Published Oct 31, 2018
With climate change experts recently warning governments around the world that they must make rapid, far-reaching and unprecedented changes in all aspects of society by 2030—if we are to avoid disastrous levels of global warming—Wellington’s recent Climathon event has never been more important.
Part of a 24-hour international challenge organised by Climate KIC to reduce carbon emissions and build resilience to climate change, the fourth Wellington Climathon was held simultaneously over the weekend with 112 other cities around the world.
Co-hosted by Victoria University of Wellington and the Wellington City Council, the event kicked off on Friday night with participants asked to think about how they would solve three of the capital’s biggest challenges, i.e. how to transform waste into resources or otherwise rethink waste, how to create a sustainable food network, or how to reduce air transport emissions in Wellington.
The attendees—whose diversity was represented in both age (from 16 to 60) and occupation (from students to business professionals)—then pitched solutions to each other and formed teams around the best ideas. On Saturday morning, teams discussed their solutions with the start-up coaches, business experts and academics on-hand to help, then ran experiments and carried out market research to test the viability of their ideas.
On Saturday evening, they presented their solutions as two-minute pitches to the judging panel, who were looking for the environmental, social and economic impact the ideas could have on Wellington, as well as their long term viability, scalability and sustainability.
The teams were competing for a host of prize packages aimed at supporting further development of their ideas post-Climathon. All teams have automatic entry into the first round of the WCC’s Low Carbon Challenge in 2019.
The overall winner was Reusabowl (pictured), who wanted to eliminate 30 tonnes of avoidable plastic waste in Wellington each year—simply by swapping out one-use plastic lunch trays in cafes with stainless steel bowls which could be returned to a collection point for sterilisation and re-use. The Reusabowl team not only won the first prize of $2,000 from the Wellington City Council (WCC). they were the category winners for the Waste Challenge (receiving $1,000 from the Ministry for the Environment), and a business progression award comprising $500 from Callaghan Innovation combined with two months of co-working space and strategy consulting services from BNZ.
Two of the Reusabowl team members (Sarah Booher and Seiko Kurokawa) came into Climathon with the same idea—one inspired by the mountain of plastic resulting from each week’s “curry Friday” at her workplace.
“Plastic is awful,” says Sarah. “In addition to its negative environmental effects, plastic has many chemical additives that adversely affect human health. Our whole team was committed to doing something that would reduce its use as food containers.”
Climathon judge and WCC Councillor Iona Pannett says the team’s idea deserved to win because “it actually takes plastic waste out of the system,” rather than recycling existing plastics. “We think businesses and the public across Wellington will be thrilled about this idea”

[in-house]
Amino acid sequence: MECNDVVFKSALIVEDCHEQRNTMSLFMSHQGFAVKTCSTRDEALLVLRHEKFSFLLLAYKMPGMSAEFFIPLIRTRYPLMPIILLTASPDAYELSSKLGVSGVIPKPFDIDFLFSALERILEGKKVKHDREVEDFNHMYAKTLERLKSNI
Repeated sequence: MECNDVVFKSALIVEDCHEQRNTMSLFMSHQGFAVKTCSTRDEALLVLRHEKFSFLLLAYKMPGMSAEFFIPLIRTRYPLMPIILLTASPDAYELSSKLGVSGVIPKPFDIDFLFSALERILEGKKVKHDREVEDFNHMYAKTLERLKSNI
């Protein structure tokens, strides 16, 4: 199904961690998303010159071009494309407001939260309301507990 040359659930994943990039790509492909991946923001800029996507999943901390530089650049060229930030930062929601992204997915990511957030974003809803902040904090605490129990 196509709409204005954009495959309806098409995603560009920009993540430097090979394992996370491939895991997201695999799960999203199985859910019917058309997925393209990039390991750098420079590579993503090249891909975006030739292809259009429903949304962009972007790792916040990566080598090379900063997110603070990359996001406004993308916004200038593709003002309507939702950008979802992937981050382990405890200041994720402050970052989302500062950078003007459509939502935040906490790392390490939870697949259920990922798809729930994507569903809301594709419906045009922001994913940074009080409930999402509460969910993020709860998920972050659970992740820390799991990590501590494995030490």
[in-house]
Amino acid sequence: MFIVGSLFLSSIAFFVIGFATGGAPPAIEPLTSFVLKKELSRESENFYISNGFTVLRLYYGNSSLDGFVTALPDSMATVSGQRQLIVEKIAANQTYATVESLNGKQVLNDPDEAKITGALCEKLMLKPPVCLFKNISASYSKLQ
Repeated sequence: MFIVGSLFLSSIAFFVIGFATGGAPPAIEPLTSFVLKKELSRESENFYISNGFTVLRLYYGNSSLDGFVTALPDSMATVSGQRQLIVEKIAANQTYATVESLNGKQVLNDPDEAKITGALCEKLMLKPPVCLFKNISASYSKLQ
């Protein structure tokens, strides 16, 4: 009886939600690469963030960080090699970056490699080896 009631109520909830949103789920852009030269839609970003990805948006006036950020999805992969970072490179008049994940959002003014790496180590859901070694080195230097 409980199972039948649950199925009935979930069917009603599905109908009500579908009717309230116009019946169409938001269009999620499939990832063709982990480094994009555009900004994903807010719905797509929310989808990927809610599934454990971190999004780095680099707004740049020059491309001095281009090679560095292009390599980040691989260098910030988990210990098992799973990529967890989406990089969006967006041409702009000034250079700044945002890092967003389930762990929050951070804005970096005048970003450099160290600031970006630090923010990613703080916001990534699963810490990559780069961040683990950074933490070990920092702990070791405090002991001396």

The other major prize was a spot in Victoria University of Wellington’s summer entrepreneurship accelerator— the Victoria Entrepreneur Bootcamp—valued at $7,500. This was awarded to team Happy Earth, whose big idea involved developing a gaming app that shows players the direct effect of their actions on the environment. The team now has the opportunity to develop their business over the next three months with the support of weekly coaching and workshops, and the support of other more established entrepreneurs.
“With an issue as pressing as climate change, we simply can’t afford to be passive,” says Viclink’s Emily Sullivan, who co-organised the event with Bart de Vries, a strategy consultant at Motif and founder of the sustainable office furniture company Limber. “Climathon gives cities like Wellington the opportunity to take action—to take our future into our own hands and implement grassroots solutions that make Wellingtonians feel empowered along the way. Supporting the teams to progress their businesses in our vibrant ecosystem is proving itself by increasing the number of climate friendly startups”
Bart says the global Climathon alumni network is an important resource. “It gives you a way in to speak to an engaged and connected community, with a massive global network of people to help get projects growing and effect real change.”
Both agree the event could not happen without the support of its co-hosts, partners (Viclink, the Greater Wellington Regional Council, Ministry for the Environment and Callaghan Innovation) and the largest number of supporters to date.
“We are so grateful to these organisations and, of course, the judges and volunteers who give up their time to help us run it each year,” says Emily.
To find our more about this year's winners, visit the climathon.nz website.
For further information, please contact Emily Sullivan.
Photo credit: Mark Tantrum Photography / Elias Rodriguez
Pictured: Wellington City Councillor Iona Pannett with overall winners Reusabowl: Sarah Booher, Seiko Kurokawa, Martine Bucher, Sally Hutt, Martin White, Daphne Wang.